Kitkit School is a comprehensive early learning solution built for ALL children.

We created Kitkit School to bring high-quality learning experiences to the children who need them the most around the globe. Named for the word “to think” in Thai, Kitkit School is a tablet-based application with a comprehensive curriculum that spans early childhood through early elementary. It is designed to provide children with the foundations and practice needed to build fundamental skills in literacy and numeracy regardless of access to school or resources. Kitkit School combines international best-practices in literacy and math education with Universal Design for Learning (UDL) principles to help every child succeed as an independent learner. Its flexible learning architecture comes to life with nature-themed graphics that cut through cultural boundaries and connect the world’s most diverse students to positive educational outcomes.

Kitkit School includes a suite of mini-games, books, videos and quizzes that help children practice reading, writing, counting and math operations. The app also contains a library that children can freely explore, as well as tools that encourage creativity, including a virtual drum, marimba and painting set.

Efficacy Test in Africa

Team Kitkit School conducted three field tests in 2016-2017. These field tests included daily observations, an oral pre- and post-test for Standard 2 students, and a digital pre-and post-test for all participants. Our oral tests provided valuable information about the range of achievement within rural and peri-urban areas in Tanzania, with students in the two schools we tested scoring higher on average than Tanzania's 2014 National Baseline Study would suggest. However, our findings were consistent with the 2014 National Baseline Study in that children’s scores in reading comprehension and more complicated math operations were significantly lower. Thus, while it seems early level concepts (such as number, letter and syllable identification) are memorable and retrievable concepts for children, they may need more support in more advanced conceptual tasks. Bearing this information in mind, we made it a goal to ensure that Kitkit School provides multiple means for children to think abstractly early in the curriculum. Doing this ensures that students begin building a foundation of abstract reasoning from the start, allowing them to apply critical thinking and problem solving to more complex concepts and exercises when they arise. When teaching addition and subtraction, Kitkit School provides not only numbers, but also real-world objects to create a sense of familiarity between abstract numbers and the environments that children live in.

Case Study: Kitkit School’s Design for ALL children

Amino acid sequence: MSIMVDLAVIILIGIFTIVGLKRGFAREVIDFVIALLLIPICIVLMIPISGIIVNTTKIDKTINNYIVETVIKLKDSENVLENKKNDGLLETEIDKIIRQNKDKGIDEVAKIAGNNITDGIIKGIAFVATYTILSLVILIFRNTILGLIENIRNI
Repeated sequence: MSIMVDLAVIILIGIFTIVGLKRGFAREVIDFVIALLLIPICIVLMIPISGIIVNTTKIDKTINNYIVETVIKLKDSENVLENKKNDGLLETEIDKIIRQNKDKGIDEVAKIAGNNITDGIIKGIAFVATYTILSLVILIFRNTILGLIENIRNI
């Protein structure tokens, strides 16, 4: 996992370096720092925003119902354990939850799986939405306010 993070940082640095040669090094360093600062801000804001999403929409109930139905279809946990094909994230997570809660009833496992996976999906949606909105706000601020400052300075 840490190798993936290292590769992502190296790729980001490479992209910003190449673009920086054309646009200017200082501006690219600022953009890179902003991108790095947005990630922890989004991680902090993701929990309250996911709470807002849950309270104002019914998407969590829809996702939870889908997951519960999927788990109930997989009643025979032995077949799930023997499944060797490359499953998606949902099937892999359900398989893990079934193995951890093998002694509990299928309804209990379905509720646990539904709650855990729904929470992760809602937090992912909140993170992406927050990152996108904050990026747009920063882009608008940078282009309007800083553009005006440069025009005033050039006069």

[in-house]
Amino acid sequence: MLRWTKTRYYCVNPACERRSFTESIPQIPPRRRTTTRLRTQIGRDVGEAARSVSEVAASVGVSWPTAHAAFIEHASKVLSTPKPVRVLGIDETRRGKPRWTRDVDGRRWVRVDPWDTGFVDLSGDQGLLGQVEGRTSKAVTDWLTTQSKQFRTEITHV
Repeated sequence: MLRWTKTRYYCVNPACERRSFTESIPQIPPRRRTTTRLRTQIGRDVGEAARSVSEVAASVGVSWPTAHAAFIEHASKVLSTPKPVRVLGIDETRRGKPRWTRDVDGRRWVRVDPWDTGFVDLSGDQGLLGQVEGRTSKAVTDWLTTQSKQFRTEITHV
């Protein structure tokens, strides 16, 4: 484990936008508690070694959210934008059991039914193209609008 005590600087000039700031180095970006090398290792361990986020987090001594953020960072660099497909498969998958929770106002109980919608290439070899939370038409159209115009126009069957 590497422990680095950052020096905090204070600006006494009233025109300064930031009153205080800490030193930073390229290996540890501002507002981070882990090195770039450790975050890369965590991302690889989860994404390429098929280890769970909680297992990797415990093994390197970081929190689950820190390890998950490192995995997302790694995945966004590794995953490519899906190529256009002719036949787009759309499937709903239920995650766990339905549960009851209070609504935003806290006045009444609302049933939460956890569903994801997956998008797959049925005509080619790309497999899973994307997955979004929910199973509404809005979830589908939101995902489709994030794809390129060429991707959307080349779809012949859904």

After a few days of observing the program at one of our Field Study schools, the teachers suggested that we include one Standard 3 student with Down syndrome. The student had missed a few years of school, but had been allowed to progress through the standards despite low achievement scores. The student's family and teachers did not have high hopes or expectations for achievement, but rather viewed school as a means for passing the time. However, after being included in the field study, the teachers were very pleasantly surprised to see the child’s enjoyment and heightened progress while playing Kitkit School. The child had no prior experience with using a tablet, but was able to figure out and play several of the games independently. The teachers found that the game captivated the student's attention while imparting important educational content. As a result, both the teachers and the student's family noted the great potential of tablet-based learning for children with special needs.

Our field test elicited very positive responses from principals and teachers. A principal at one primary school remarked that Kitkit School made it easier for children to learn, noting that the game's engaging and child-friendly nature made it perhaps even effective than the teaching styles found in many of the school's classrooms, and he was grateful for the opportunity to reduce blackboard time for his students. Another teacher noted how beneficial the game is for slow learners and others who could benefit from increased practice. Still another teacher spoke of the impact the game has had on both the students' and the teachers' creativity: it encourages thinking more broadly about education and encourages students to be more innovative in their problem-solving.